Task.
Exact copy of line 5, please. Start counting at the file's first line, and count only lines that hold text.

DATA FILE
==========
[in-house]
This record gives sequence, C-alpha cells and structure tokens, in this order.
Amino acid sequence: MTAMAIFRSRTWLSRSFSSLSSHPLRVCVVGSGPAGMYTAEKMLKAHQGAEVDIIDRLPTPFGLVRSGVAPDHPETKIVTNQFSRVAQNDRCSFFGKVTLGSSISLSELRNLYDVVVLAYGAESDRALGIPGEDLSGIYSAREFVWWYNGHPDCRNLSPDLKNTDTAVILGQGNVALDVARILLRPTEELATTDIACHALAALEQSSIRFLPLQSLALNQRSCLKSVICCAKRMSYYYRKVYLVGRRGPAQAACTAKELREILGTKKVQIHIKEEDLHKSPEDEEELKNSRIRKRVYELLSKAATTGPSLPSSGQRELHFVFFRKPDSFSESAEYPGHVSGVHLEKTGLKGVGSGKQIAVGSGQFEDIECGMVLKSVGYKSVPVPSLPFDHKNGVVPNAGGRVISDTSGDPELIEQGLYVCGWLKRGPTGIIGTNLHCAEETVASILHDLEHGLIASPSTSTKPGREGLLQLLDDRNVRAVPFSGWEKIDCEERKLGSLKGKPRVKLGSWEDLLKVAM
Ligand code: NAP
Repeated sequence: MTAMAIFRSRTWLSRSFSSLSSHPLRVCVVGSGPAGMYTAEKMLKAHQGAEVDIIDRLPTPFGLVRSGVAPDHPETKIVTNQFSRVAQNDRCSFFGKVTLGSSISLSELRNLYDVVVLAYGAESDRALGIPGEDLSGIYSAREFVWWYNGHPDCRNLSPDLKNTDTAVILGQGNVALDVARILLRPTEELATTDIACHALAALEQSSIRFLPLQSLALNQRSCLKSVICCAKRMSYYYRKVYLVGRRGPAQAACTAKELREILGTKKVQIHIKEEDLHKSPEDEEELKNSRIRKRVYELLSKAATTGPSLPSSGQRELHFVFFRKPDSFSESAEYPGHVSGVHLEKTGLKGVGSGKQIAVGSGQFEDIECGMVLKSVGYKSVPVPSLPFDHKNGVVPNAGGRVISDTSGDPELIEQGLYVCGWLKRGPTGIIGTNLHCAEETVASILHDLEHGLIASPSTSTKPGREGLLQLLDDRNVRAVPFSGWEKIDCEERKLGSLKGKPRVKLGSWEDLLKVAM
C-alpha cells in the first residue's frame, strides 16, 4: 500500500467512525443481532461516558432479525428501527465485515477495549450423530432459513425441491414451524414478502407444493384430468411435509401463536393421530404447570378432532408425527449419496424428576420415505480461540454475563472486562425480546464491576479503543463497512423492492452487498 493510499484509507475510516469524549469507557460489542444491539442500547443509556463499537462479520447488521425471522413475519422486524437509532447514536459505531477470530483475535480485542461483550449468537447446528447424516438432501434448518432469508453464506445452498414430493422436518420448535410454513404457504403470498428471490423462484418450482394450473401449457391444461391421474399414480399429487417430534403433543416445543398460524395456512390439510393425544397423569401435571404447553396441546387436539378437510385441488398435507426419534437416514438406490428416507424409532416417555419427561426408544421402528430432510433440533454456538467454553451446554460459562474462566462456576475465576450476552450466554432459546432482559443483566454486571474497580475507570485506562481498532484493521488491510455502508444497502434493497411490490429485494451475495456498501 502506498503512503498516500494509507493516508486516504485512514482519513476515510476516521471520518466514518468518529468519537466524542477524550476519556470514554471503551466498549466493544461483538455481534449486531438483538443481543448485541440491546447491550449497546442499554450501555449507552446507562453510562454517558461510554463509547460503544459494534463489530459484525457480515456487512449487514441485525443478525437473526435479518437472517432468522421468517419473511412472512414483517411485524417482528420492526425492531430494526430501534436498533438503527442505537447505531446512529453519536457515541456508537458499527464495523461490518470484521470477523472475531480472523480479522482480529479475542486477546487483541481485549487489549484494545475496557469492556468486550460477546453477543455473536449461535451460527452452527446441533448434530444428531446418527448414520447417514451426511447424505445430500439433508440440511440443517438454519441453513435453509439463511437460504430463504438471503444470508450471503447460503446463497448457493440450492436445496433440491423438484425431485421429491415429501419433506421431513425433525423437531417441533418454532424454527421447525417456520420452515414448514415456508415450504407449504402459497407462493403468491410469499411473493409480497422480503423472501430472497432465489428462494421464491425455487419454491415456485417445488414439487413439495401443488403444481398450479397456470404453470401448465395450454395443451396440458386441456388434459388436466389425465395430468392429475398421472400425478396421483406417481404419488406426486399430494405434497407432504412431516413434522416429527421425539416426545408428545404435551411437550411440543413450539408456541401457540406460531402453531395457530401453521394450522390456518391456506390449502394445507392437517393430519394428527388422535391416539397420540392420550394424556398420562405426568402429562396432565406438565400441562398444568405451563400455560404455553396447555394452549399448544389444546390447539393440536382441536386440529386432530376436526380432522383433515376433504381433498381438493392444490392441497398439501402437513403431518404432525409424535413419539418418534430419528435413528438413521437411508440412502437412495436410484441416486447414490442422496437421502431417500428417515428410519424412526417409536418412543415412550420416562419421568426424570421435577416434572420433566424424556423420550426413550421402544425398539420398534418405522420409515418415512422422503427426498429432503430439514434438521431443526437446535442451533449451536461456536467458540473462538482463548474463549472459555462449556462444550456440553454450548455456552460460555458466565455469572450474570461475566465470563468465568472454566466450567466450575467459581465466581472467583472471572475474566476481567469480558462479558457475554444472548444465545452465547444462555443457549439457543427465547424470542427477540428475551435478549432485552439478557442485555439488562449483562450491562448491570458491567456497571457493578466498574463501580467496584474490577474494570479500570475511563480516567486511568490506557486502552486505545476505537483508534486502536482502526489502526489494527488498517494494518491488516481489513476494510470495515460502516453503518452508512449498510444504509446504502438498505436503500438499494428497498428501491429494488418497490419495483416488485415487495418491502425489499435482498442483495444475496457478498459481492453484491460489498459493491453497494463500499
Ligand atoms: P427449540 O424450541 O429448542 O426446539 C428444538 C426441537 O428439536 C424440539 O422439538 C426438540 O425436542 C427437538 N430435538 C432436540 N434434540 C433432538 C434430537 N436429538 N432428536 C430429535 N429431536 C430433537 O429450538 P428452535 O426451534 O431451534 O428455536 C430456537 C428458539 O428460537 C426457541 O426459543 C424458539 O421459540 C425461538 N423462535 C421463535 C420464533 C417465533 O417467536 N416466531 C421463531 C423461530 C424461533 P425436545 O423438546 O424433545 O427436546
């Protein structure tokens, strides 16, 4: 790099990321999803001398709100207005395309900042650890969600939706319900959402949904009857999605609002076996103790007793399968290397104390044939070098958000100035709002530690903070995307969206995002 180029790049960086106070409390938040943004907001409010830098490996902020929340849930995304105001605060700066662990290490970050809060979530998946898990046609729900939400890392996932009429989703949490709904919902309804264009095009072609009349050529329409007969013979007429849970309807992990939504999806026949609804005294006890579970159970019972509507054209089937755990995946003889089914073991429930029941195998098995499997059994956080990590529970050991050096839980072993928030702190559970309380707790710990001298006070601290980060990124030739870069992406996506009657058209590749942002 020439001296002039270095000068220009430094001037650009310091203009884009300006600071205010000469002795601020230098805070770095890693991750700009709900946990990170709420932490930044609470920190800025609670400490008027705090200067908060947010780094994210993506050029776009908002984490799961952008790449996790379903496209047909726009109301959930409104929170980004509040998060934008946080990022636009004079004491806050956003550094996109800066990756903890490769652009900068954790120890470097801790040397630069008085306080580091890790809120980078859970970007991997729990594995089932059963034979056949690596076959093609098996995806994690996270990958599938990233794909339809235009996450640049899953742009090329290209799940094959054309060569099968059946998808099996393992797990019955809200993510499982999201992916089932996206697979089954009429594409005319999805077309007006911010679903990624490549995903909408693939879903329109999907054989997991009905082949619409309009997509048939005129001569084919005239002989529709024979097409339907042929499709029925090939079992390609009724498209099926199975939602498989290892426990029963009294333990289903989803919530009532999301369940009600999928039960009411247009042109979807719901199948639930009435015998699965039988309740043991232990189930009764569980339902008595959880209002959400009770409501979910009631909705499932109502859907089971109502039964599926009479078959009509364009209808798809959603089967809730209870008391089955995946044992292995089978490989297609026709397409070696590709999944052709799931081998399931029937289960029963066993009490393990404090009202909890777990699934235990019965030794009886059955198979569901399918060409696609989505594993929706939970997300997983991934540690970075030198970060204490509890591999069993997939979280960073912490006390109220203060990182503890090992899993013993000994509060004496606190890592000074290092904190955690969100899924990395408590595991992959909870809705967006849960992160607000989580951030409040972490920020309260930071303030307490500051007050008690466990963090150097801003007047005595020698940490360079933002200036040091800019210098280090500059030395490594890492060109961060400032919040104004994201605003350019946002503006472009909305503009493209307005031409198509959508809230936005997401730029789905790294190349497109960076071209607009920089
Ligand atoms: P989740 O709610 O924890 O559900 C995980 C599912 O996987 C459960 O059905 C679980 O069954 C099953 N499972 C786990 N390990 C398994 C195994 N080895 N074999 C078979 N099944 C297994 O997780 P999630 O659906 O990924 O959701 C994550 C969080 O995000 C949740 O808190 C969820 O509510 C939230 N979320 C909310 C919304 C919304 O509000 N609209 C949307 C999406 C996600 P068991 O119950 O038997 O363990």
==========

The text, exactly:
Repeated sequence: MTAMAIFRSRTWLSRSFSSLSSHPLRVCVVGSGPAGMYTAEKMLKAHQGAEVDIIDRLPTPFGLVRSGVAPDHPETKIVTNQFSRVAQNDRCSFFGKVTLGSSISLSELRNLYDVVVLAYGAESDRALGIPGEDLSGIYSAREFVWWYNGHPDCRNLSPDLKNTDTAVILGQGNVALDVARILLRPTEELATTDIACHALAALEQSSIRFLPLQSLALNQRSCLKSVICCAKRMSYYYRKVYLVGRRGPAQAACTAKELREILGTKKVQIHIKEEDLHKSPEDEEELKNSRIRKRVYELLSKAATTGPSLPSSGQRELHFVFFRKPDSFSESAEYPGHVSGVHLEKTGLKGVGSGKQIAVGSGQFEDIECGMVLKSVGYKSVPVPSLPFDHKNGVVPNAGGRVISDTSGDPELIEQGLYVCGWLKRGPTGIIGTNLHCAEETVASILHDLEHGLIASPSTSTKPGREGLLQLLDDRNVRAVPFSGWEKIDCEERKLGSLKGKPRVKLGSWEDLLKVAM